Urban sprawl is the biggest problem with living in the Oklahoma City metro area.
Stu Harvey, Planning and Research executive director, provided me with some worrisome information about the further expansion of OKC.
The most rapidly growing areas in the metro where population is increasing the fastest are the stretches of land north of Edmond and south of Norman. The countryside areas between Norman and Noble, as well as Edmond and Guthrie, are progressively filling up with Wal-Marts, Starbucks and middle-class housing editions with throwaway names like Stony Brook, Oak Meadows, or Maple Grove.
The suburbs are growing suburbs: vast stretches of Earth morphed into a mono-cultural eyesore so the upper-middle class can own poorly designed McMansions.
Expansion away from the core of the city is simply not a good idea. Horizontal expansion over vertical integration of the populace just causes more problems than it solves.
OKC being a huge sprawling city, and continuously growing horizontally instead of integrating vertically, is the reason our public transit system has virtually no value.
About 10 years ago I read a study that claimed the Oklahoma City Metro was the second largest city in America per square mile, since then it’s been surpassed by places like Jacksonville, Fla. and Houston, Texas. But at 621 square miles, the city is a hassle to transverse, and it’s getting worse.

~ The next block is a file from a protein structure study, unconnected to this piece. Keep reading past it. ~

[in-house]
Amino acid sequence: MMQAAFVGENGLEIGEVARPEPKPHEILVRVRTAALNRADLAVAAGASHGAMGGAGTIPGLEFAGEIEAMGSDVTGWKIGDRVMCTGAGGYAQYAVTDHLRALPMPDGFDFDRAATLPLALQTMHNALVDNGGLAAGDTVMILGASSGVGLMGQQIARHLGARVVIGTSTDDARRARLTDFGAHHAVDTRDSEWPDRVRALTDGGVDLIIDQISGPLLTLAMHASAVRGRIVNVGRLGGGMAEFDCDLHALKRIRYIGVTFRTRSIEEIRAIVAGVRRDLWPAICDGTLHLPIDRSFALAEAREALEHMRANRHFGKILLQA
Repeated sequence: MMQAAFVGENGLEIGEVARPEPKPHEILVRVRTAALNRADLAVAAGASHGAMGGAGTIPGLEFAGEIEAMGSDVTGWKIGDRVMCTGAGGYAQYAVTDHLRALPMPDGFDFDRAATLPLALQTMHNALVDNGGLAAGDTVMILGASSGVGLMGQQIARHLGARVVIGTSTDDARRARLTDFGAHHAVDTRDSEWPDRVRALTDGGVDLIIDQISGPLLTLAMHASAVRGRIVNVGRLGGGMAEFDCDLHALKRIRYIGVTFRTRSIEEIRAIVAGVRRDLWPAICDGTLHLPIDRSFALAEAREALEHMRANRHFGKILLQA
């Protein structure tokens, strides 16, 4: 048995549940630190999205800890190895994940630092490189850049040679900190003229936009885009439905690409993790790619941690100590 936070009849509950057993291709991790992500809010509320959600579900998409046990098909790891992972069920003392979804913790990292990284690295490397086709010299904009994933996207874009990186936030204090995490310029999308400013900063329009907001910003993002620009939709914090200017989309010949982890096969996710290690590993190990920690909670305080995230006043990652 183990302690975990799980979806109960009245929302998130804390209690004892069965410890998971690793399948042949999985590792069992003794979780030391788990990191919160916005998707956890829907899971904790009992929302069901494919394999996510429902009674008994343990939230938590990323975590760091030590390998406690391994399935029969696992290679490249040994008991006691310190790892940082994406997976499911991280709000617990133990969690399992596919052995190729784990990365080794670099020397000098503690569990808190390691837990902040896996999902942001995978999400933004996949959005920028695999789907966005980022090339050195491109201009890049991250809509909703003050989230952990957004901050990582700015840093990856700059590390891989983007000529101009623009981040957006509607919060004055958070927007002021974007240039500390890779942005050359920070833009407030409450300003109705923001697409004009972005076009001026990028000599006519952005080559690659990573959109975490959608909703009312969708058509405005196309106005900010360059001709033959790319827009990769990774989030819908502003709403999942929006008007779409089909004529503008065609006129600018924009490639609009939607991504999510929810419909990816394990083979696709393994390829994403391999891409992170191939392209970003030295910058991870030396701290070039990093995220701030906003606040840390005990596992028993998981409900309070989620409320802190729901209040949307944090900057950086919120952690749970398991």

Robert “Bud” Scott is Oklahoma’s chapter director of the Sierra Club. The Sierra Club is the nations oldest environmental organization.
He describes the problem of urban sprawl as a donut effect.
“As we continue to expand growth where there is no infrastructure, you have to build new infrastructure,” said Scott. “So less attention is paid to the old urban areas, it’s called the donut effect, where the inner city loses its property tax dollars.”
“The center core of our community is crime ridden and falling apart because all the money is going to the suburbs,” he said.
“That makes value of property drop, and the amount of money generated for the local government and the school systems of those areas start to struggle because they are losing tax dollars in those areas.” Oklahoma City is attempting to bring people back to the center of town, by renovations and tactical reinvestments in areas like The Plaza District, or The Paseo. And according to Scott, it’s working, as home values are rising and young professionals are moving back to those areas.
“One way of battling urban sprawl is the city charging developers on the outskirts of the metro, new development impact fees,” Scott said.
Impact fees are where a city requires a developer to pay a fee to build on the outskirts of the city.
It’s justified by how much money the city would have to pay for people to live there because of the costs the city has to pay to accommodate them.